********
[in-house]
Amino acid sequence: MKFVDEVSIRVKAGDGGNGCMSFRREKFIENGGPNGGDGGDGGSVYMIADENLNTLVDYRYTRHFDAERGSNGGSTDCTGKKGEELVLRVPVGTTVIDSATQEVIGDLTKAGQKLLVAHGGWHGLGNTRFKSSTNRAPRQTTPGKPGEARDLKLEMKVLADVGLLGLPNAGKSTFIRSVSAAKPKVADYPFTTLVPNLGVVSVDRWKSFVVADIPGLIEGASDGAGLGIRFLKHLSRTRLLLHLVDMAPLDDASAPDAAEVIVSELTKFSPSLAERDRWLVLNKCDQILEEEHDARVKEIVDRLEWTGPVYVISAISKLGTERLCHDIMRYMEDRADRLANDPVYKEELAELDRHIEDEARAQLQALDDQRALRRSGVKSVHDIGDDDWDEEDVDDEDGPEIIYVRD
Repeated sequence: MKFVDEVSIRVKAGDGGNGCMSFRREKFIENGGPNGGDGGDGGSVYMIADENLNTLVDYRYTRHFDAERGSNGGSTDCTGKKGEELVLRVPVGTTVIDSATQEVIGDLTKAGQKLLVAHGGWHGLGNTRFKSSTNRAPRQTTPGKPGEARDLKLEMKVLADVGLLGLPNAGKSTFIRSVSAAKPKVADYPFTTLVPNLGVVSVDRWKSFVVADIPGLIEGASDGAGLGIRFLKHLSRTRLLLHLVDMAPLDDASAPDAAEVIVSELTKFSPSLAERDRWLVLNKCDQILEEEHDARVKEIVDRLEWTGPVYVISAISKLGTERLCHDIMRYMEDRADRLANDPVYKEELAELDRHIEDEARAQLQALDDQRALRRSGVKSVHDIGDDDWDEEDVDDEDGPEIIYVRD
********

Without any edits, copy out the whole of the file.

[in-house]
Amino acid sequence: MKFVDEVSIRVKAGDGGNGCMSFRREKFIENGGPNGGDGGDGGSVYMIADENLNTLVDYRYTRHFDAERGSNGGSTDCTGKKGEELVLRVPVGTTVIDSATQEVIGDLTKAGQKLLVAHGGWHGLGNTRFKSSTNRAPRQTTPGKPGEARDLKLEMKVLADVGLLGLPNAGKSTFIRSVSAAKPKVADYPFTTLVPNLGVVSVDRWKSFVVADIPGLIEGASDGAGLGIRFLKHLSRTRLLLHLVDMAPLDDASAPDAAEVIVSELTKFSPSLAERDRWLVLNKCDQILEEEHDARVKEIVDRLEWTGPVYVISAISKLGTERLCHDIMRYMEDRADRLANDPVYKEELAELDRHIEDEARAQLQALDDQRALRRSGVKSVHDIGDDDWDEEDVDDEDGPEIIYVRD
Repeated sequence: MKFVDEVSIRVKAGDGGNGCMSFRREKFIENGGPNGGDGGDGGSVYMIADENLNTLVDYRYTRHFDAERGSNGGSTDCTGKKGEELVLRVPVGTTVIDSATQEVIGDLTKAGQKLLVAHGGWHGLGNTRFKSSTNRAPRQTTPGKPGEARDLKLEMKVLADVGLLGLPNAGKSTFIRSVSAAKPKVADYPFTTLVPNLGVVSVDRWKSFVVADIPGLIEGASDGAGLGIRFLKHLSRTRLLLHLVDMAPLDDASAPDAAEVIVSELTKFSPSLAERDRWLVLNKCDQILEEEHDARVKEIVDRLEWTGPVYVISAISKLGTERLCHDIMRYMEDRADRLANDPVYKEELAELDRHIEDEARAQLQALDDQRALRRSGVKSVHDIGDDDWDEEDVDDEDGPEIIYVRD